FCC looks into BGP vulnerabilities, in light of Russian hacking threat

The FCC is launching an inquiry into security issues surrounding the Border Gateway Protocol (BGP), a widely used standard used to manage interconnectivity between large portions of the Internet.

The move, announced Monday, was issued in response to “Russia’s escalating actions inside of Ukraine,” according to the commission’s notice of inquiry.

BGP is, in essence, a method of ensuring that independently managed networks that make up the global internet are able to communicate with one another. Its initial design, which the FCC said is still in widespread use today, does not contain important security features, meaning that, simply by misconfiguring its own BGP information, a bad actor could potentially redirect Internet traffic wherever it sees fit. This could let that attacker send incorrect information to its targets, read and compromise login credentials, or simply shut down whichever kinds of traffic it wishes.

The potential consequences of a BGP hack are extreme, the FCC said, noting that the types of network effects such an attack can cause include fallout for critical infrastructure like financial markets, transportation and utility systems.

There are security frameworks out there for BGP — the Internet Engineering Task Force and National Institute of Standards and Technology have both created several standards to make BGP more secure, among other projects with that aim in mind — but the FCC said that many networks have not taken advantage of them and remain vulnerable.

Hence, the commission’s inquiry has several goals, including the identification of the possible harms that could result from malicious attacks on BGP, methods of monitoring for BGP attacks, and any potential ways to accelerate the deployment of security standards for BGP.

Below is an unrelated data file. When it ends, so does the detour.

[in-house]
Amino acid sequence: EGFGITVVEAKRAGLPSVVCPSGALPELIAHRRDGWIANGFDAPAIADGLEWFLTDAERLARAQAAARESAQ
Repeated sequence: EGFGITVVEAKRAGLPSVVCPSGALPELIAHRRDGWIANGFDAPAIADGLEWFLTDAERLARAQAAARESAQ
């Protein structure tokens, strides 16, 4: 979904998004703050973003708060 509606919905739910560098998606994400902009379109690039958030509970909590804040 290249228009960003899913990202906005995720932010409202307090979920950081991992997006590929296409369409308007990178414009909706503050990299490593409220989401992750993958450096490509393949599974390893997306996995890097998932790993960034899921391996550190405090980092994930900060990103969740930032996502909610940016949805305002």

“Ensuring continued U.S. leadership requires that we explore opportunities to spur trustworthy innovation for more secure communications and critical infrastructure,” the FCC said.

BGP hijacks can occur by mistake, rather than through malicious activity — but either way, their effect can be far-reaching. One incident, in April 2020, saw traffic meant for some of the biggest names on the internet, including Google, Facebook and Amazon, briefly redirected through Russia’s state-owned ISP, Rostelecom.

A second “hijack” that same month sent traffic to Rostelecom from Visa and Mastercard, among others. The Mutually Agreed Norms for Routing Security (or MANRS) project, run by the Internet Society, said that it identified about 775 incidents as possible BGP hijacks in 2021 alone.

“The FCCs announcement is about issues inherent to BGP but it also applies to the ecosystem of network providers and operators. It asks for comments on security mitigations, controls, and the degree of regulatory oversight necessary across the ecosystem of network operators and providers (and quite a bit more than that),” said Forrester Vice President and Principal Analyst Jeff Pollard.

 “This is less about discovering what’s new or interesting with respect to BGP and more about building momentum to make necessary changes that make BGP more secure given its importance. The internet doesn’t work without it,” Pollard said.

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